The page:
But Chukwueke, an engineer,  inventor and founder of Clintonel Innovation Centre (CIC) and Clintonel Technologies, based in Aba, Abia State, had pressed on and decided he would produce things needed in the society.

“During my undergraduate years, I worked very hard to develop a water powered engine and discovered a new process which I proceeded to patent,” he says.

After graduation in 2011, he went into production of one of his patents – the Clintonel Reading Stand. As the name implies, the stand holds books up and prevents readers from straining their neck. It is equipped with battery powered lights and a page belt.

He faced some challenges that howbeit shocking, are not new to innovators, scientists and engineers in Nigeria.

With N300,000 saved up from NYSC allowances, and with investment from a friend, he paid to a ‘highly recommended’ manufacturer in Aba for the reading stand’s production cast and mold.

“He promised to deliver in exactly 3 months, but one year, more money and a lawyer’s intervention later, I got an unworkable caricature of what was originally paid for,” he said.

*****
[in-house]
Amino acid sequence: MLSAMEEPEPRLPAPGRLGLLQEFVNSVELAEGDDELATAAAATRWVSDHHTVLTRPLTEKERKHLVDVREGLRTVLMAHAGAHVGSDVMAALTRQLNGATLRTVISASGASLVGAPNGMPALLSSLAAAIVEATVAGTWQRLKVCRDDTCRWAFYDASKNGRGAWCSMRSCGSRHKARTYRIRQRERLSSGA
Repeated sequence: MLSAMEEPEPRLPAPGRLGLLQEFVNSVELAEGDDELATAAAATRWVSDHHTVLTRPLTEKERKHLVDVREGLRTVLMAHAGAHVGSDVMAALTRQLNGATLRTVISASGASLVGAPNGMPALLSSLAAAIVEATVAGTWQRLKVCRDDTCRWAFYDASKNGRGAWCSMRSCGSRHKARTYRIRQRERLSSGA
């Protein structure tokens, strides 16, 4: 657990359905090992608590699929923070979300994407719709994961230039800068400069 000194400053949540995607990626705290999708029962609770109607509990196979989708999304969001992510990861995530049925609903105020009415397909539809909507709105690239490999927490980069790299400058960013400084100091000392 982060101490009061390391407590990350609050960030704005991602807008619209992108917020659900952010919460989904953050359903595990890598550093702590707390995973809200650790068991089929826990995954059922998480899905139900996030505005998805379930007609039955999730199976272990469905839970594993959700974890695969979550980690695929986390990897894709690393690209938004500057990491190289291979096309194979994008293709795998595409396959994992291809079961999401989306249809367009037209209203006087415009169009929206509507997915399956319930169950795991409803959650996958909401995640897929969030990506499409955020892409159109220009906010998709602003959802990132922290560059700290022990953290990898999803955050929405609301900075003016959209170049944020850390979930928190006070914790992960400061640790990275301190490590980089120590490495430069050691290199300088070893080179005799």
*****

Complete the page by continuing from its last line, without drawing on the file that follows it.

When shown the Reading Stand’s designs, a Director at the Metallurgical Research and Material Institute in Onitsha, Anambra State, was shocked and asked Clinton if he didn’t know he was in Nigeria. “First from my lecturer, now this man. Being Nigerian shouldn’t inhibit us from thinking, designing and creating, but that is the sad reality we are working uphill against,” the CEO of Clintonel Technologies said.

All these frustrations led to the creation of Clintonel Technologies and the Clintonel Innovation Centre, he said.  Clintonel Technology is a company that develops, manufactures and commercialises local innovations while the Clintonel Innovation Centre (CIC) is its social enterprise and youth development arm, he added. “Apart from training future engineers and inventors, students come here for excursions. For most of them, CIC will be their first real-life exposure to tech tools, machines and innovations like the 3D printer and all its appurtenances,” he said.

He said if you create technology and innovation specifically targeted at Nigerians, “they won’t have any option but to buy.”